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Trump administration sues to block the AT&T-Time Warner merger

trump

via Flickr © cornstalker (CC BY 2.0)

  • Inexplicable departure from antitrust precedent
  • Explicable in the context of untrustworthy president

The US Justice Department is suing AT&T over its $85 billion merger with media giant Time Warner. The Justice Department says it’s been investigating and has found that the merger would harm competition and result in higher bills and less innovation for  American consumers.  

Do we detect the only slightly hidden but tiny hand of Donald J Trump, the Scottish golf course owner in this kerfuffle?  You betcha. The very phrase “inexplicable departure from antitrust precedent” in the AT&T statement in response to the lawsuit clearly started life as “explicable in the context of untrustworthy president”.

The likely driver here is Trump’s hatred of CNN, founded by the Turner Broadcasting System now part of Time-Warner and seen as a constant critic of Trump and his policies. CNN is one of Trump’s oft-mentioned worst offenders in the “lying mainstream media” along with The Washington Post and The New York Times.

Trump was certainly against the Time Warner merger with AT&T in the run-up to the election on the grounds that it would place too much media power in the hands of too few. More recently he has been tweeting ominously about CNN and how bad it is in the run-up to the Justice Department announcement, almost as if he was preparing the ground. Surely not?

President, what president?

According to The Justice Department, though, ownership of CNN was not a factor in its thinking and the ‘White House’ had no influence over the decision to challenge the merger in court. Of course not. There would be no official White House to Justice Department conversation on the matter, but informal Trump conversations? Given Trump’s ‘transactional’ modus operandi, what are the odds?

For the Democratic opposition, though, it all represents a quandary. If they were in office their impulse would have been to oppose the deal too, and probably accept a few assurances from AT&T that it would behave. Now they’re in the uncomfortable position of either agreeing with Donald or finding something to take issue with about the way things have progressed -  they’ve done the latter of course, seeking assurances that the White House hasn’t been meddling.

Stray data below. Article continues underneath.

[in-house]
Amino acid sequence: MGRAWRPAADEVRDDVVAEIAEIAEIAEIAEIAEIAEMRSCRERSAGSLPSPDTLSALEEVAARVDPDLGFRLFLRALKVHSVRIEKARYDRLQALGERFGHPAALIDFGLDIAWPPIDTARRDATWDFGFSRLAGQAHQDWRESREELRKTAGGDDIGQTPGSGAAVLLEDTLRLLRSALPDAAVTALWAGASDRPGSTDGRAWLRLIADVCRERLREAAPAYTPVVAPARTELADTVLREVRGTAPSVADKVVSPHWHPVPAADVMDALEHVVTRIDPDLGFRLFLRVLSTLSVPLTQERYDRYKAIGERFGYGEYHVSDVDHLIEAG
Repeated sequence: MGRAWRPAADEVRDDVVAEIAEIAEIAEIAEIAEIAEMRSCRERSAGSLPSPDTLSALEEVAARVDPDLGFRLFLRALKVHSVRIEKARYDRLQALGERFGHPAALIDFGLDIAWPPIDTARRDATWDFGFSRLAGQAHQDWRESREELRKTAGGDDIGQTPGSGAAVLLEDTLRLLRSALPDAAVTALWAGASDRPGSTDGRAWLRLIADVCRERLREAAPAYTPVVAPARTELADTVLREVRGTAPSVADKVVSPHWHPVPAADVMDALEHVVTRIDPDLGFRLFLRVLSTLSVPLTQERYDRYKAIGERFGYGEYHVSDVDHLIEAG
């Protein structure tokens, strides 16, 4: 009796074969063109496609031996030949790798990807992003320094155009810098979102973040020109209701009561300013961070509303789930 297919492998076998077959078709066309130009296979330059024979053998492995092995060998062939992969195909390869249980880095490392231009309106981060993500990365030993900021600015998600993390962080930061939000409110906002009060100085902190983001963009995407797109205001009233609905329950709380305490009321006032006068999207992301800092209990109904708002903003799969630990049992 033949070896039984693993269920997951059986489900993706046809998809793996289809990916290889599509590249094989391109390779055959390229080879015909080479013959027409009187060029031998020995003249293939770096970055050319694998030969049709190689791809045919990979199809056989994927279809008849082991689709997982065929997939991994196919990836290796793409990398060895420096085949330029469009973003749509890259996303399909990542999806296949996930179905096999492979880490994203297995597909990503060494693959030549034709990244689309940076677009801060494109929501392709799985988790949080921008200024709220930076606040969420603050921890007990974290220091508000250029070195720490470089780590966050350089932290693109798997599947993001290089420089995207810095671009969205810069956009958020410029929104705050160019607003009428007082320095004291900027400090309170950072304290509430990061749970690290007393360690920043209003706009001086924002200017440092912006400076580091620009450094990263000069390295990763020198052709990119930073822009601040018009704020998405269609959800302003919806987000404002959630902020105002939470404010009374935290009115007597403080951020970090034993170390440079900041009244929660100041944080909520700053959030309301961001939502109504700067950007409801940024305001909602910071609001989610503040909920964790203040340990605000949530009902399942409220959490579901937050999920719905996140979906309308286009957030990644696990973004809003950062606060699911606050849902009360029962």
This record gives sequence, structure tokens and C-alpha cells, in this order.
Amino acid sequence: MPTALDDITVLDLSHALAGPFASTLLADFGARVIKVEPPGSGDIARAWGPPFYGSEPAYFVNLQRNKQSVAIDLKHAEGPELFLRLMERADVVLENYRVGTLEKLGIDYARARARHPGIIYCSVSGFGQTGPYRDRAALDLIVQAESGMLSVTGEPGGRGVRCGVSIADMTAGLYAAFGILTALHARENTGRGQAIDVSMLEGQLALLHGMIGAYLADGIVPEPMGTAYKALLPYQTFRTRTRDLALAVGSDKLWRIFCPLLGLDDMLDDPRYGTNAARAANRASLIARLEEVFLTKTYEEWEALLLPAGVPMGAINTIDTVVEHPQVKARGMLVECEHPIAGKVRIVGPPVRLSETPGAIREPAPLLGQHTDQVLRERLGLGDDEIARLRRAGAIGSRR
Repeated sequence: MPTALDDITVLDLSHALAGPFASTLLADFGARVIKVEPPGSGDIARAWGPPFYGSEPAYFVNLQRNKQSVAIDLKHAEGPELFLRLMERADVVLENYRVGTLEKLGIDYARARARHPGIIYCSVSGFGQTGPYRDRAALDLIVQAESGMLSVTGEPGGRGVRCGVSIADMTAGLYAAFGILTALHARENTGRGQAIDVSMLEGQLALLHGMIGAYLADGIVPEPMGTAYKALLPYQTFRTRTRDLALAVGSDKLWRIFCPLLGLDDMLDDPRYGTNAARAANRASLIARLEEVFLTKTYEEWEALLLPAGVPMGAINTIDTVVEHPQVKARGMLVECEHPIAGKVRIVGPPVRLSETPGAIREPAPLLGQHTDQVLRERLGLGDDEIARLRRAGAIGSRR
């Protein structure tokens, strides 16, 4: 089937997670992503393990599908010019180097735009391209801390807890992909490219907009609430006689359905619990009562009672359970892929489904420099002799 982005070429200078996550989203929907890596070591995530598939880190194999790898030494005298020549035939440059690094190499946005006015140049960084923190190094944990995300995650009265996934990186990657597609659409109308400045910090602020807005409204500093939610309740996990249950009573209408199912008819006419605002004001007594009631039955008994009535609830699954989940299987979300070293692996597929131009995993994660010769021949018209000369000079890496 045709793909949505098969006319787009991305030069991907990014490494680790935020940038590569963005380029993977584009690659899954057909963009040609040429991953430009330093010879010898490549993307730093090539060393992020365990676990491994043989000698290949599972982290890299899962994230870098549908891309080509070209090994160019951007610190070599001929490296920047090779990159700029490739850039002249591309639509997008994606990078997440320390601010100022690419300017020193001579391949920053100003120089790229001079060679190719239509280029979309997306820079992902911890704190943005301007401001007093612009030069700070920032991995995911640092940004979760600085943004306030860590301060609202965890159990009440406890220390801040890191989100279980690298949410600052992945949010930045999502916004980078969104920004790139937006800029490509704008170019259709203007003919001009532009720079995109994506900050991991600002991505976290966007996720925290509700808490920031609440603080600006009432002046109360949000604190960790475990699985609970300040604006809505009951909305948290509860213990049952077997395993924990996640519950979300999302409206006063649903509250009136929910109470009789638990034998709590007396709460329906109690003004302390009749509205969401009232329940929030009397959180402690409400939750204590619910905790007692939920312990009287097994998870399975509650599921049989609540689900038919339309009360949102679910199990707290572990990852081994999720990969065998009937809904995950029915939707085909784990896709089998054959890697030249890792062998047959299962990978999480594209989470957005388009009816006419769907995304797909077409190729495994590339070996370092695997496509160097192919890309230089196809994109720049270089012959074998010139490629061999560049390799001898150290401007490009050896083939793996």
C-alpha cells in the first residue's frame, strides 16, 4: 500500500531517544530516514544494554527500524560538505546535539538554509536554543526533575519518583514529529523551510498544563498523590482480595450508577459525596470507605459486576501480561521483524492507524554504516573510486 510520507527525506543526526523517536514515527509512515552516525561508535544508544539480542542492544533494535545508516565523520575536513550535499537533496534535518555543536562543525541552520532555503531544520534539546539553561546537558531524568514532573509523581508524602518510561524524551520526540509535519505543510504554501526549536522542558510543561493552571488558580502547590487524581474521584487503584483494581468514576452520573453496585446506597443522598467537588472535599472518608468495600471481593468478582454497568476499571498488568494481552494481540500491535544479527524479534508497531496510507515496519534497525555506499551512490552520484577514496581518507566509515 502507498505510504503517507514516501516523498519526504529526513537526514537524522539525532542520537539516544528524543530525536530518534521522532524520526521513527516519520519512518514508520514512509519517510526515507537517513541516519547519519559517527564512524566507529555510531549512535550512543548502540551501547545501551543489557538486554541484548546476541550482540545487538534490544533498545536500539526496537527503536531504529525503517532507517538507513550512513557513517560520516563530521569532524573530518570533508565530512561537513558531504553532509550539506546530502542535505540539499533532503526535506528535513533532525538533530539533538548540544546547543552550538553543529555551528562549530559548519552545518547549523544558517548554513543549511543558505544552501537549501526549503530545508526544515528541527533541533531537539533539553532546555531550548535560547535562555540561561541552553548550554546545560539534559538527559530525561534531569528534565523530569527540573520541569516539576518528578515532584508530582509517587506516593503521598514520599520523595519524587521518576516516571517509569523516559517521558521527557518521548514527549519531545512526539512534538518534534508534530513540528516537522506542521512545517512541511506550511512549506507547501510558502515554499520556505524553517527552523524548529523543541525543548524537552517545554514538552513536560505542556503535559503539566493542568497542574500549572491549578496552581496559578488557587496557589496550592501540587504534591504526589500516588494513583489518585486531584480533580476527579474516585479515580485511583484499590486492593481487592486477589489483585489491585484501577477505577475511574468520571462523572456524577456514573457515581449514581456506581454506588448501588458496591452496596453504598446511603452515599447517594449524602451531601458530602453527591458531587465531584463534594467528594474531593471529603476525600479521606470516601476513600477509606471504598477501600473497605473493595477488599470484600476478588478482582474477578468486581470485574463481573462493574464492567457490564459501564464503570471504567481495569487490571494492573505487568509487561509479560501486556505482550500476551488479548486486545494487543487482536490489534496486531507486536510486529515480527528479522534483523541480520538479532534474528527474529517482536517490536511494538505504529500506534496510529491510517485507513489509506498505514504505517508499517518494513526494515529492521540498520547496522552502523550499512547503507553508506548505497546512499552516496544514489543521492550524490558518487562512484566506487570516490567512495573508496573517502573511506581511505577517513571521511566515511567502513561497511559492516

In the AT&T statement, attributed to AT&T’s David R. McAtee II, Senior Executive Vice President and General Counsel, and mentioned above, the move is bordering on the inexplicable.

“Vertical mergers like this one are routinely approved because they benefit consumers without removing any competitor from the market. We see no legitimate reason for our merger to be treated differently," he writes.

“Our merger combines Time Warner’s content and talent with AT&T’s TV, wireless and broadband distribution platforms. The result will help make television more affordable, innovative, interactive and mobile. Fortunately, the Department of Justice doesn’t have the final say in this matter. Rather, it bears the burden of proving to the U.S. District Court that the transaction violates the law. We are confident that the Court will reject the Government’s claims and permit this merger under longstanding legal precedent.”

But perhaps if Donald really just wants to hurt AT&T and Time Warner his best course would be to let the merger through. Observers, including ourselves, point out that these mega-mergers are nearly always disastrous on their own terms never mind media concentration and antitrust difficulties.

And boy have we seen a few over the last 30 years or so.

Our advice to AT&T -  this is your chance to back down, settle with the DoJ and get out of the deal with dignity while you still can.

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